THE WE AND THE I Movie Review – GFF 2013
After the catastrophic disaster of his high-budget The Green Hornet adaptation, Michel Gondry strips everything back for his latest release The We And The I which follows a kaleidoscope of teenage characters on the bus ride home from their last day of school for the summer. In this restricted setting, Gondry captures the life of a modern urban high school from the social cliques that divide people to the unique friendships and romances that bring them together.
The We And The I falls somewhere between a traditional American indie like Do The Right Thing and a French New Wave film like Breathless. Gondry captures with authenticity the dialogue, the relationships and the lifestyle of teenagers in urban New York. It’s embedded, furthermore, with the filmmaker’s trademark playfulness that excellently gives weight to the film’s youthful vibe. Flashbacks are told via cell phone video footage, for instance, while other moments give way to a comic surrealism.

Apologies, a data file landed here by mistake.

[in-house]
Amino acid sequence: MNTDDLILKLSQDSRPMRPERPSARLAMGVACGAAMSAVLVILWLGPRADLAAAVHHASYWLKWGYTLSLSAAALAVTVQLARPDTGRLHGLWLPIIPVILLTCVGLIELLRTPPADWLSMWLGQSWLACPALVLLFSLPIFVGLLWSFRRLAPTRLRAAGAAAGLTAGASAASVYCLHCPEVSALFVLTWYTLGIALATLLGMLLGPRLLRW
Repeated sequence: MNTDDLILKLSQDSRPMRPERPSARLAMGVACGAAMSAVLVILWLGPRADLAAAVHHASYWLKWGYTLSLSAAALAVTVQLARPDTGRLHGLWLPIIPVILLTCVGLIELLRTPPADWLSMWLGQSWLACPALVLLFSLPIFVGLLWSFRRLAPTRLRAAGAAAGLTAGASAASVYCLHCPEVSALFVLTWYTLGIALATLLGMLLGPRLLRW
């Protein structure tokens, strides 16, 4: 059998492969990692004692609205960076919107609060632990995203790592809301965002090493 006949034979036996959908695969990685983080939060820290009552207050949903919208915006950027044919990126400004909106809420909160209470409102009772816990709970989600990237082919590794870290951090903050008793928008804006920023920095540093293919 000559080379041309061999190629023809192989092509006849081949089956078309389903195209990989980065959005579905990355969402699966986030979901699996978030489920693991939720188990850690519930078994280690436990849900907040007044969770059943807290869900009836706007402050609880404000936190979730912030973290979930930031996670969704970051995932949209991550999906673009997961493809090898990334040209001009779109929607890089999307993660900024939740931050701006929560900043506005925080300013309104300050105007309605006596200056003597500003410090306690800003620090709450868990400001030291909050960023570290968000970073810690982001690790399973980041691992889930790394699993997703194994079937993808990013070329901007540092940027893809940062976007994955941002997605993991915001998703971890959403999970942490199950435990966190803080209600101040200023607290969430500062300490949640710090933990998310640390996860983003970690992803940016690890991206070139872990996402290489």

But what has always been the biggest criticism of Michel Gondry’s films is still on display in The We And The I: his decision to favor style over substance. Though it has an aesthetic, atmosphere and rhythm to die for, not to mention a great hip-hop soundtrack, this is a film that, in terms of drama, quickly grows thin. Neither the characters nor their stories are quite fascinating enough to carry The We And The I for all of its 103 minutes.
But while the story is somewhat lacking the young cast of first-time performers and Michel Gondry’s stylistic direction, nonetheless, make The We And The I a treat. It’s laden with charisma and magnetism as we watch these teens embark on their journey home, their relationships changing and evolving in a way that captures the humour, angst and pain of being adolescent. It’s an interesting and much needed step away from the mainstream for Gondry and will hopefully reinvigorate the mischievousness that made Eternal Sunshine Of The Spotless Mind such a breakout hit back in 2004.